The factors you should be looking at when considering how long it will take you to break-even when you wait to take Social Security retirement are more involved than you may think.
First of all, the decision of whether or not to take social security benefits as early as possible, the month you turn 62, at a reduced rate or wait until later to increase your payout is many times determined by when you will “break even.”
The break-even point is when that additional income you receive from waiting matches the income you would have received if you took benefits early.
Taking money now guarantees you receive some benefits but waiting until age 70 can almost double your monthly benefit in the future.
Another way of saying this is that the additional income could help to create a hedge from outliving your money but there is the risk of passing away before collecting benefits that you are entitled to from years of contributions to the system.
There a number of factors that need to be considered when determining your break-even age as they play into your retirement decisions.
First of all, you obviously need to consider your life expectancy. Generally, if you are healthy it may benefit you to wait, but if you know you are not well and don’t have longevity in your family it may benefit you to take benefits as soon as possible.
Looking at this example, assuming this person is could either take their benefits now at full retirement age OR wait one year, not receive the $1000 per month but then when they do start benefits a year older receive an 8% increase (or an extra $80 per month of income for the rest of their life).
When you look at just this factor alone, it looks like the person would need to live for 12 and a half years to break even. (Figure 2)
But that isn’t the only consideration. If you want to do this analysis correctly, you should also consider what your money will do when it remains invested.
For example, if you take social Security early, that would mean you would NOT need to take the $1,000 out of your retirement accounts which allows those funds to continue to grow.
Analyzing anticipated, best guesses for how your investment can perform, (Figure 3) you can see that the break-even line changes based on anticipated returns.
Most investment advisors will assume an 8% return and as you can see in Figure 3 , if you were to earn an 8% return on your investments you won’t break even if you wait to take Social Security.
CAUTION! This assumption is dangerous to your retirement!
I discuss this common assumption in my book “Why the Stock Market” and my video on how Social Security is a great hedge to an investment portfolio-based retirement.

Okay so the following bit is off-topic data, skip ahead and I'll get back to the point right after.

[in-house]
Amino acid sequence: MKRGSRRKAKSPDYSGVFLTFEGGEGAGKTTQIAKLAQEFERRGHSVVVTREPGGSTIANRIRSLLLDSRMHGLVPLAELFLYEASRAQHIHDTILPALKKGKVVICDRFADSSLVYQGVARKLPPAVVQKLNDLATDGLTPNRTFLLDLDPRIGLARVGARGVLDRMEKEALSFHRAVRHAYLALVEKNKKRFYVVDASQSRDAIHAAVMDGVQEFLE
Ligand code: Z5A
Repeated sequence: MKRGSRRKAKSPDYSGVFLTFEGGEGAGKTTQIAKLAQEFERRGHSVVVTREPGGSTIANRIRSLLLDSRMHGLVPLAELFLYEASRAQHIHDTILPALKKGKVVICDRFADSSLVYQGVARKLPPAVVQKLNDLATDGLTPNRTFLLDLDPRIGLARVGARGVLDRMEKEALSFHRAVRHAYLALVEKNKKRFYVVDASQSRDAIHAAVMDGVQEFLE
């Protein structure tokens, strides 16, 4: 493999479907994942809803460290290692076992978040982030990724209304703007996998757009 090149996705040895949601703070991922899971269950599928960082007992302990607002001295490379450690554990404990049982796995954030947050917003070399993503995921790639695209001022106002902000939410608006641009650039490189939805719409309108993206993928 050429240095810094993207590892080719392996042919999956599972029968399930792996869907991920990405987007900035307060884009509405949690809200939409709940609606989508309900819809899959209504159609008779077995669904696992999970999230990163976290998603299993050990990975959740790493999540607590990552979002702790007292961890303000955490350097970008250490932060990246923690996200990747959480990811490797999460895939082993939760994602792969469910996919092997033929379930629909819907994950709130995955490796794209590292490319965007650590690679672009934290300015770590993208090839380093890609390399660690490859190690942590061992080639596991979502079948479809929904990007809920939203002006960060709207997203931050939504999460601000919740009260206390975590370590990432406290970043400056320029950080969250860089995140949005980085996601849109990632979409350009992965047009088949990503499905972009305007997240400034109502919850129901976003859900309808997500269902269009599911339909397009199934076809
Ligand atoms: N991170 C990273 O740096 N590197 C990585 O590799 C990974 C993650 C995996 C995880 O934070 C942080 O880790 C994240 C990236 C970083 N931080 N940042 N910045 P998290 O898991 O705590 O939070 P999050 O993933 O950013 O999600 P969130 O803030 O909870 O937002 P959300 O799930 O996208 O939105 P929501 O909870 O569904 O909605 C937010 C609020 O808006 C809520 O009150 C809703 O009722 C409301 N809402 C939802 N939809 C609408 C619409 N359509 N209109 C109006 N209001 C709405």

In that video I discuss another consideration when it comes to break-even analysis for Social Security and that is consideration is inflation.
Since 1975, Social Security has had a built in Cost of living adjustment given to recipients (Chart 1.). This COLA, as it is also referred to, increases the entire benefit a recipient receives – including the additional credits for waiting.
You can see that in times when inflation was high, like it was in 1980 and 1981, recipients received a 14.3% and 11.2% increase.
Simply put, 14% of $1,000 (the income if taken early) is less than 14% of $1,080 (income if delayed a year). Over time these increases can really add up!
Looking at a graph in Figure 4, you can see the break even for both men and women with women break-even point pushed out further.
Notice in this graph, that it takes a long time to go from year one here to year 17, year 18, and year 19. Further notice how the slope of the line accelerates from there.
This is the effect of the inflation rider adding more and more income to the recipients monthly check. It is very hard, no impossible, to find any financial product that can perform like Social Security can perform when maximized.
There is one other factor to consider when looking at Social Security Break Even – Taxes
Most people have their investments in retirement plans like IRAs and 401(k)s. Money in traditional accounts like these has never been taxed.
This means keeping the money in those accounts is growing money for the tax man and just delaying the inevitable. In addition, the distributions from these accounts increase what is known as you Adjusted Gross Income (AGI) which can influence the tax on your social security income.
The lower the AGI, the lower the taxes are on your social security and the more of it goes in your pocket and not to Uncle Sam’s.
Still, even the highest earners receive 15% of their social security income tax free making $1 from Social Security worth more than a dollar fully taxed from your retirement accounts.
Generally speaking, an individual who doesn’t expect to live long and/or expects a great investment return and/or low inflation would lean toward taking benefits early.
On the other hand, an individual who expects to live a long life and/or have poor investment returns and/or high inflation would lean towards taking it later.
This thought process is JUST a single individual though. If you have a spouse, or even an ex-spouse, dependents or other financial goals they too can significantly influence your break-even point and decision regarding when to take benefits.
Other people can be eligible for both living and survivor benefit based on your work record and when you decide to take it can influence when and how much they can get.
So as you can see, determining your break-even point when you wait requires you to consider a number of factors and make a few assumptions.
Therefore, the best way to make your decision on when to take Social Security retirement may not be to look at what point you will break-even but instead look to see how your decision affects the rest of your financial goals.
This is what Decision Tree Financial helps you determine with our Wealth Performance and Protection System.